Three themes

I know it’s all quiet here. As usual, back in Australia, I don’t have too much too say. I have to look much more carefully for the delightful and the ridiculous and the provoking. I am more blind here. That, or I am just too disinterested in this society. But I do, now, find myself observing a few themes that rile me, that characterise our lives here:

Fragmentation, trivia and distraction.

We live fragmented lives: I drive 15 mins to drop our daughter at a family day care centre, in a place where she does not know the carer, nor the other two children, and with whom she has no contact, the rest of the week. We drive 10 minutes to a church, where we join with around 80 other people, again, with whom our lives do not otherwise intersect. I drive 25 minutes to work, where for three days a week I work on development effectiveness theories and planning, with three guys, all of whom I have known for years, and whom I like a great deal – but whom I see pretty much only at work. Our son has piano lessons from a stranger 10 minutes away. And so on. Thus it is that I have a fragmented life, with the different groups of which I am part – school, church, work, child-care, friends, family – rarely overlapping, barely intersecting.

We live trivial lives. Twitter, the X-factor, celebrity diets, junk mail, 15 TV channels, background noise, pop star birthdays, magazines Princess Diana’s new love child, Madonna’s third boob, Youtube. There is endless opportunity to turn away from what matters.

And so we are distracted. Life has no continuity, its rhythm is broken and made shallow, daily and hourly by many, many interruptions and disruptions and eruptions, by the glare and the glitter of trivialities, start-stop, park the car, deliver the child, get back in, go shopping here, see friends there, visit the sister or the grandmother, go to the bank or the post office, get the thing, drive home, do it again.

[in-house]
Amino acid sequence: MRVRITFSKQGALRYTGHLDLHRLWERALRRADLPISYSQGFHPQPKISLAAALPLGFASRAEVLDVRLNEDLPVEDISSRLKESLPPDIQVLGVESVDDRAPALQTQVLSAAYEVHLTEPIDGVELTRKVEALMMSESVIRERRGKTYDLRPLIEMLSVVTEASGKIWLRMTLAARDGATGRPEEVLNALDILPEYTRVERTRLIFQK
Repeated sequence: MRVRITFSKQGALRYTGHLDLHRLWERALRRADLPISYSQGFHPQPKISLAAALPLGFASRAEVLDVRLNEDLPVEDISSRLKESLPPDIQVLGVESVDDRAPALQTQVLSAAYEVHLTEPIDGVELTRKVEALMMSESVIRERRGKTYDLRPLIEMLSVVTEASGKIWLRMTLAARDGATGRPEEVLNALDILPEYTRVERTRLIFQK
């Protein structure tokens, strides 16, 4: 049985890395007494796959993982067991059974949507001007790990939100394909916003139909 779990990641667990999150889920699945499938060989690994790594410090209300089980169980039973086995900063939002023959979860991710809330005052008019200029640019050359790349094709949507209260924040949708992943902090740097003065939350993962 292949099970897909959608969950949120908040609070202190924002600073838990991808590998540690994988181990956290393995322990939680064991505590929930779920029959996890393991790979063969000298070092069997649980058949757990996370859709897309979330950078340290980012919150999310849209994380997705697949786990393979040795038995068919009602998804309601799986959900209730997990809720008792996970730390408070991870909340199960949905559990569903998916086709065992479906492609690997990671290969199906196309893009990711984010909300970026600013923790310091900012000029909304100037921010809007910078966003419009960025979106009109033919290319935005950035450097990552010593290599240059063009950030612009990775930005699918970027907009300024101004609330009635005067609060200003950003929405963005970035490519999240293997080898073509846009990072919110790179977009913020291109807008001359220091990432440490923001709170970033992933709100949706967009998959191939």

We have lived a life that was not fragmented, that was not trivial, and where distractions were few. It had a rhythm and a continuity that was right, and how we live here, I am convinced, is wrong.

One really good thing is that I sold all my Nikon gear and bought a Leica. A beautiful move in photography.

These three shots are all from Margaret River, slowly recovering from the fires of a year ago. First up is a Giant Spider orchid – these come back well after fires, and many of these are found on our land. They are a declared rare species.

Then two shots from the beach at our place. All these with the 90mm f2 lens, later cropped to size. It is taking me a while to adjust to using a rangefinder, but I love it.

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3 thoughts on “Three themes

  1. Hi Phil,
    Mark Irving, reporter on The West Australian here. I understand you’ve recently returned to Perth and I wonder if you would like to contact me about the possibility of my interviewing you for The West about your most time in Afghanistan. My phone number is 9335 6873 and my email, mark.irving@wanews.com.au. Cheers, Mark

  2. In 1990 we moved from Perth, WA, to a small town in Tasmania. Here we have found that life is much less fragmented, people are closer to each other and care about each other more. Our lives are not consumed by trivia – or if they are, it’s the trivia of shared lives, common interests and neighbourliness. We belong to a tiny church with a congregation of 25, but we see each other almost every day in one way or another, even if it’s only a brief chat in the post office or the supermarket. We’ve lived in Sydney, Perth and Cygnet, and we know which we like best:)

  3. Me again! I just finished reading ‘From Under a Leaky Roof, which is an amazingly honest, balanced and compassionate summing up of the plight of the Hazara people. Even though you were writing of the Howard era, nothing has changed. It’s so sad and so disheartening – but we keep on chipping away and are determined that one day there will be a more informed and compassionate Australia. Actually, that’s another reason we’re glad we live in Tasmania. Overall, the response to asylum seekers in the detention centre at Pontville has been positive, supportive and caring.

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